Project 2. Methyl-Binding Proteins in Rodent Depression Models (Schahram Akbarian, Mount Sinai; with Hanno Hock, MGH)

 

Project 2 builds upon stress regulation of H3K9me2 by examining a family of proteins—the malignant brain tumor domain proteins (MBTs)—that serve, among other actions, as readers of this repressive histone methylation mark. Each Lys residue that undergoes methylation can exist in a mono-, di-, or tri-methylated state (me1, me2, and me3, respectively). H3K9me3, like H3K9me2, is a potent repressor of gene expression, however, it is associated primarily with highly repressed genomic regions. Indeed, we found recently by ChIP-Seq that H3K9me3 binding in brain occurs predominantly at non-genic regions. H3K9me2 binding, in contrast, is high across the genome and associated with large numbers of dynamically regulated genes. Moreover, we have seen selective regulation of H3K9me2, and not H3K9me1 or H3K9me3, in the NAc and PFC after several forms of chronic stress. MBTs selectively bind to the me1 and me2 state of methylated histones, including H3K9me2, and indeed are the most intensely studied methyl-reader proteins known; MBT binding then promotes nucleosome aggregation and gene repression. However, virtually nothing is known about these mechanisms in brain, let alone in psychiatric disease models. In recent months, we have obtained considerable evidence to support our hypothesis that MBTs, as would be expected from our data on H3K9me2, are critically important in depression-related phenomena. We have shown that 3 of 9 known MBT proteins, L3MBTL1, L3MBTL2 and SFMBT1, are expressed at high levels in adult mouse and human brain, including PFC and NAc, and that expression levels of all three MBTs are robustly regulated in PFC in several chronic stress models, including chronic social defeat stress (CSDS) and maternal separation stress. We have evidence that these proteins form transcription regulatory complexes with specific histone-modifying enzymes, including G9a. Importantly, we have generated mutant mouse lines for each of these MBTs; mice lacking L3MBTL1 constitutively display pro-depression-like behaviors in initial assays. Depressed humans display reduced levels of L3MBTL1 expression in PFC and NAc as well. These observations provide a powerful rationale to embark on the proposed studies of MBTs and related proteins in mouse models of depression and antidepressant action. Several complementary approaches are being used. First, to gain initial insight into the role of these proteins in depression models, we are characterizing conditional knockouts of L3MBTL1, L3MBTL2, or SFMBT1 in a behavioral screen. Second, these broad deletions are being compared with more highly targeted deletions, as well as overexpression models, focusing on PFC and NAc. Third, we are extending the standard ChIP-Seq studies of several di-methylated histone residues carried out in the Chromatin and Gene Analysis Core with the genome-wide analysis of these same sites, and of MBT binding, selectively in neurons, focusing initially on PFC due to its larger size. This utilizes cutting-edge methodologies, shown in the Figure below, developed in the Akbarian laboratory. Such analyses include examination of H3K9me2 as well as H4K20me2, another major form of repressive histone methylation that is targeted by MBTs. By complementing these analyses with parallel studies of human postmortem brain samples in Project 4, the goal of our coordinated behavioral and chromatin analyses is to construct a genome-wide map of “epigenetic risk loci” highly relevant for depression. The studies outlined in Project 2 thus provide a template by which many other reader proteins can be characterized in depression models.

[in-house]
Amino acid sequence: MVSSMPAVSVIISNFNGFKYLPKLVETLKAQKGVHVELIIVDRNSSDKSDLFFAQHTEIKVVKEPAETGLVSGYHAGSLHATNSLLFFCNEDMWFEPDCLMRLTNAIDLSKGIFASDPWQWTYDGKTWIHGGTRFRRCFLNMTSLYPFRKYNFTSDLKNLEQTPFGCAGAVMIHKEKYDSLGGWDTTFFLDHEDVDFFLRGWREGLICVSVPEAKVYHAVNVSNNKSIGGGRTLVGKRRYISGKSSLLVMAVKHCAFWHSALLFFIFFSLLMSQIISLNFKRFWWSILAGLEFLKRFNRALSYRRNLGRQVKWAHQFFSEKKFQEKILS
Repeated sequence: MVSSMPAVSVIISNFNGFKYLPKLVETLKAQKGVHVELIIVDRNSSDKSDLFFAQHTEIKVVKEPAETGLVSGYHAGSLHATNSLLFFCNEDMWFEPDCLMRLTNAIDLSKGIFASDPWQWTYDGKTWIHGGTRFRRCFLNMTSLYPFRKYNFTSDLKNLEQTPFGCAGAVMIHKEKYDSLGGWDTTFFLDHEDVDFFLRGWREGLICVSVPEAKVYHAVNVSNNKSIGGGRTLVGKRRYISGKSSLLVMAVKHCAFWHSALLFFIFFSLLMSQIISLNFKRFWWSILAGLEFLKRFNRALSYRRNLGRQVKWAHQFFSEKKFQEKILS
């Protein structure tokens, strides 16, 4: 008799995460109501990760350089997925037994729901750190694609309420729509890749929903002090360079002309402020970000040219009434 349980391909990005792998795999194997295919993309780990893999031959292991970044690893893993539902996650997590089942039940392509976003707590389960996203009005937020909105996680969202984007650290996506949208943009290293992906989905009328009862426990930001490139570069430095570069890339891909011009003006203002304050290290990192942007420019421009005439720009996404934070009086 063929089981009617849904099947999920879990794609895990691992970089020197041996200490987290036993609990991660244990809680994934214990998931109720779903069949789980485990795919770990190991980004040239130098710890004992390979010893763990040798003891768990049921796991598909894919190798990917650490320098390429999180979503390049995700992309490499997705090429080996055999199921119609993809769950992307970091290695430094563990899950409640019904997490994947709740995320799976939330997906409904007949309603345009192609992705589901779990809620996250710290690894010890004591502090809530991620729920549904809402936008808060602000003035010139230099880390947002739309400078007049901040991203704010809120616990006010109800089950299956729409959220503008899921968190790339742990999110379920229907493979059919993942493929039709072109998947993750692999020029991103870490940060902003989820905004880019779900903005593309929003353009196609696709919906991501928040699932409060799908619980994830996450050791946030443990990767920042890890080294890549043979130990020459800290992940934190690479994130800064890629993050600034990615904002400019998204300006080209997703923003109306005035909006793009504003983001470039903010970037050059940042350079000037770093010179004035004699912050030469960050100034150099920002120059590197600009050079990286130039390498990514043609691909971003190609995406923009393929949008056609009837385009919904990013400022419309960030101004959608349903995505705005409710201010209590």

Isolating Neuronal Nuclei From Adult Brain for ChIP

FIGURE. Isolating neuronal nuclei from adult brain for ChIP. A. Summary of method. B. Nuclei extracted from adult forebrain of (a-d) CaMKII-H2B-GFP transgenic mice and (e-j) wildtype mice immunolabeled with NeuN, as indicated pre- and post-fluorescent sorting and after pelleting. Green channel for (a,c) GFP or (e,g,i) NeuN; blue channel for DAPI. Note that, post-sorting, samples are comprised entirely of neuronal nuclei. Bar = 20 μm. C. Representative sorting scatter plots from (a) negative control (NC) processed without NeuN antibody, and (b) sample processed with NeuN antibody (NeuN). D. Images from 8 week old CaMKII-H2B-GFP mice. (a) Cerebral cortex. Note GFP+ nuclei across layers II-VI, but not in layer I or white matter (WM). (b) Caudate-putamen and (c) hippocampus. (d-f) Nuclei extracted from forebrain and processed for NeuN (red), and nucleophilic dye, DAPI (blue). Note that GFP expression is limited to 5 of the 6 NeuN+ nuclei. Arrows label GFP-, NeuN- nuclei, * labels GFP-, NeuN+ nucleus. (g) Section from cerebral cortex labeled with anti-GAD67 antibody (red). Note absence of GFP signal in GABAergic neuron. Bar = (a,c) 100, (b) 300, (d-g) 5 μm. From Jiang et al., BMC Neuroscience, 9:42 (2011).

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